The sun sank behind the towering peaks behind us.  The shadows were lengthening.  The temperature was immediately dropping.  We had been hiking now for hours without water or food.  We found a clearing in the trees where we could get a view of the valley below us, expecting to see the pass road.  Instead we saw a mountain.  My heart fell in that moment.  We would never get over that in the couple of hours of daylight we had left.  And with our level of exhaustion, I was skeptical that we would ever make it that far.  It was an incredibly sobering and terrifying moment. 

We changed plans.  Instead of it becoming about getting out of the backcountry, we realized we were in a survival situation.  It became about preparing to spend the night here, in the middle of nowhere, in the middle of snow, in the middle of February, with no supplies, no water, no shelter, no cell phone.  What’s worse, no one had a clue we were here. 

We trudged out a huge S.O.S. in the clearing, we dug a hole down into the snow pack just big enough for the two of us to crawl inside, we set our brightly colored snowboards out where we hoped they’d be visible.  We crawled headfirst into the dark, freezing hole.  We grabbed some branches and packed the sugary-like snow desperately into the branches, trying to cover the opening.  It was dark in the snow cave.  It was silent.  It was growing dark outside, as we saw the light growing dim through the patched-over opening of the snow cave.  It was insanity.  Both Jennie and I had these desperate urges to just jump back out of this hellish hole and keep trudging.  But instinctively we knew we would die if we did that.  We knew the temps were going to be freezing that night and we would freeze, in our wet gear, traveling in the woods with no light.  We didn’t know if we were making the best decision.  But we had made it and we committed to stick to it.  When light came in the morning, we would start hiking again.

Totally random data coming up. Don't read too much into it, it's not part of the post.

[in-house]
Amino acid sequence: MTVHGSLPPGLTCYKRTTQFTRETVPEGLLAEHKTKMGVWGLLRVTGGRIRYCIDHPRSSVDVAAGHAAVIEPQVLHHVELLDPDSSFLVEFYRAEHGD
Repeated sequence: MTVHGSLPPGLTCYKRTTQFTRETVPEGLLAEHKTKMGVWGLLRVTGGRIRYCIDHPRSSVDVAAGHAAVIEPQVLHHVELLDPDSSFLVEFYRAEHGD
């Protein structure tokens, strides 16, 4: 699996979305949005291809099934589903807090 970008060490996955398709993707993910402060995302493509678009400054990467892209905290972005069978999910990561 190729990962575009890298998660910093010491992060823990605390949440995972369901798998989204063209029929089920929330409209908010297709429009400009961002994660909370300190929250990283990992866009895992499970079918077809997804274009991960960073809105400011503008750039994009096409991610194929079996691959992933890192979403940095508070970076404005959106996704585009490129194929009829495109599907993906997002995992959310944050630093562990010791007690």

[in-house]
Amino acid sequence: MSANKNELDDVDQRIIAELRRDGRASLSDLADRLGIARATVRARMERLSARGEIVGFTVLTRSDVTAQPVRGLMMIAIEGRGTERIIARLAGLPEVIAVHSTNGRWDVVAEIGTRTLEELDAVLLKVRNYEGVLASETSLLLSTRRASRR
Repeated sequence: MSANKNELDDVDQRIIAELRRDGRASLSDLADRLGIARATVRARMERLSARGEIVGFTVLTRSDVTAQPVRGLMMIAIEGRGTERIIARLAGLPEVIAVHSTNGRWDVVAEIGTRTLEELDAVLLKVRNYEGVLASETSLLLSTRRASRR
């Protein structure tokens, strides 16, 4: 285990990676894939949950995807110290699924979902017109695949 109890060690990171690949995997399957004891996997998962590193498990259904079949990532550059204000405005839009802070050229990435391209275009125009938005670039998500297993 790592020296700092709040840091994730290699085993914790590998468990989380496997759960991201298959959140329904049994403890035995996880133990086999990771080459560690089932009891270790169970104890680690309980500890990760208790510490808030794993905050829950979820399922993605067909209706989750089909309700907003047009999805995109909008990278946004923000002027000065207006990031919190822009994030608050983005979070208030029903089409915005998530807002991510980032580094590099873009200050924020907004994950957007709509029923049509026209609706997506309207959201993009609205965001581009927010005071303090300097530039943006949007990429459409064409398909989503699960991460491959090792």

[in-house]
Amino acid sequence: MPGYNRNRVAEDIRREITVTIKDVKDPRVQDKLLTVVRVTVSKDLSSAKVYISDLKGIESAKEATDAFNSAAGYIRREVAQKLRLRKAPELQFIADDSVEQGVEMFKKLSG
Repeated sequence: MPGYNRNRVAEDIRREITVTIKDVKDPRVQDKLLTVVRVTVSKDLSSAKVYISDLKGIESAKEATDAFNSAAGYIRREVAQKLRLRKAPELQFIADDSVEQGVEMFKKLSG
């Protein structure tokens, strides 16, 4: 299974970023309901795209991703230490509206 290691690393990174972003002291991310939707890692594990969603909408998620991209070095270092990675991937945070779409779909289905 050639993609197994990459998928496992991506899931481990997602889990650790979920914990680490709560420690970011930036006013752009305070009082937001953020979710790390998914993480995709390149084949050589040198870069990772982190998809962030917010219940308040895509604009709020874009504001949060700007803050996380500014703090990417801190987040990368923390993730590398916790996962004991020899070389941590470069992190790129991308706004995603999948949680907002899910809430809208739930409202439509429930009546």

So we thought.  Thus ensued one of the most insane nights of survival I could ever have imagined.  Temperatures that night, we later learned, dropped to -11 degrees, -21 with windchill.  Negative 21!  Thankfully we were protected from the wind in our makeshift shelter.  We were not warm, however.  We were shivering convulsively.  We were wet and laying on wet snow in total darkness.  We were thirsty.